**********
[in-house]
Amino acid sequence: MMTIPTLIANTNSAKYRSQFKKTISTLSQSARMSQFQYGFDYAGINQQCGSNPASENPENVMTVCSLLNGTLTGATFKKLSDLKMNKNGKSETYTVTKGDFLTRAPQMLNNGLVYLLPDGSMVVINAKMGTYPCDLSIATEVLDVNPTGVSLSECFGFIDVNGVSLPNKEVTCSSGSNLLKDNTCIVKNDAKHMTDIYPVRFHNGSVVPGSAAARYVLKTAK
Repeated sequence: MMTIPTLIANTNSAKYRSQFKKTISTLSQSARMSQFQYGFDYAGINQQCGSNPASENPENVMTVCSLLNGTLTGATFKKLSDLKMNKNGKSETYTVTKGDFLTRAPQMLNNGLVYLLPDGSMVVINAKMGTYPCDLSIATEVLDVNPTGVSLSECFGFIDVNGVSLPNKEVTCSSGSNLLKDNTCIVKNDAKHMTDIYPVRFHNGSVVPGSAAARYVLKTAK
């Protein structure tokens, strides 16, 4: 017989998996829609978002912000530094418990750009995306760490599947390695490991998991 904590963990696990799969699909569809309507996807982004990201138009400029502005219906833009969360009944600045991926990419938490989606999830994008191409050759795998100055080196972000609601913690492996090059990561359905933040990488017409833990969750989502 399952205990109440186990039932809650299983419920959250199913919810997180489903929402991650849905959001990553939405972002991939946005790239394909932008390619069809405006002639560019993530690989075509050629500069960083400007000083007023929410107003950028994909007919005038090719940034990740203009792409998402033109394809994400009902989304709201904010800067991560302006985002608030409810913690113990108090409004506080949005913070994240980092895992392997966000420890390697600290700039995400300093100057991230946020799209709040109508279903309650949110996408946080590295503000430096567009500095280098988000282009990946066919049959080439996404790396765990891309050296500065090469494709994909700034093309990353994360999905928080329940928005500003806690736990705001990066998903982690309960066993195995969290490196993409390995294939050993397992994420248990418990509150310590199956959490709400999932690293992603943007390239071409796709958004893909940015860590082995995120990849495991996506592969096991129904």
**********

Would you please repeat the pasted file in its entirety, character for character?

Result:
[in-house]
Amino acid sequence: MMTIPTLIANTNSAKYRSQFKKTISTLSQSARMSQFQYGFDYAGINQQCGSNPASENPENVMTVCSLLNGTLTGATFKKLSDLKMNKNGKSETYTVTKGDFLTRAPQMLNNGLVYLLPDGSMVVINAKMGTYPCDLSIATEVLDVNPTGVSLSECFGFIDVNGVSLPNKEVTCSSGSNLLKDNTCIVKNDAKHMTDIYPVRFHNGSVVPGSAAARYVLKTAK
Repeated sequence: MMTIPTLIANTNSAKYRSQFKKTISTLSQSARMSQFQYGFDYAGINQQCGSNPASENPENVMTVCSLLNGTLTGATFKKLSDLKMNKNGKSETYTVTKGDFLTRAPQMLNNGLVYLLPDGSMVVINAKMGTYPCDLSIATEVLDVNPTGVSLSECFGFIDVNGVSLPNKEVTCSSGSNLLKDNTCIVKNDAKHMTDIYPVRFHNGSVVPGSAAARYVLKTAK
């Protein structure tokens, strides 16, 4: 017989998996829609978002912000530094418990750009995306760490599947390695490991998991 904590963990696990799969699909569809309507996807982004990201138009400029502005219906833009969360009944600045991926990419938490989606999830994008191409050759795998100055080196972000609601913690492996090059990561359905933040990488017409833990969750989502 399952205990109440186990039932809650299983419920959250199913919810997180489903929402991650849905959001990553939405972002991939946005790239394909932008390619069809405006002639560019993530690989075509050629500069960083400007000083007023929410107003950028994909007919005038090719940034990740203009792409998402033109394809994400009902989304709201904010800067991560302006985002608030409810913690113990108090409004506080949005913070994240980092895992392997966000420890390697600290700039995400300093100057991230946020799209709040109508279903309650949110996408946080590295503000430096567009500095280098988000282009990946066919049959080439996404790396765990891309050296500065090469494709994909700034093309990353994360999905928080329940928005500003806690736990705001990066998903982690309960066993195995969290490196993409390995294939050993397992994420248990418990509150310590199956959490709400999932690293992603943007390239071409796709958004893909940015860590082995995120990849495991996506592969096991129904």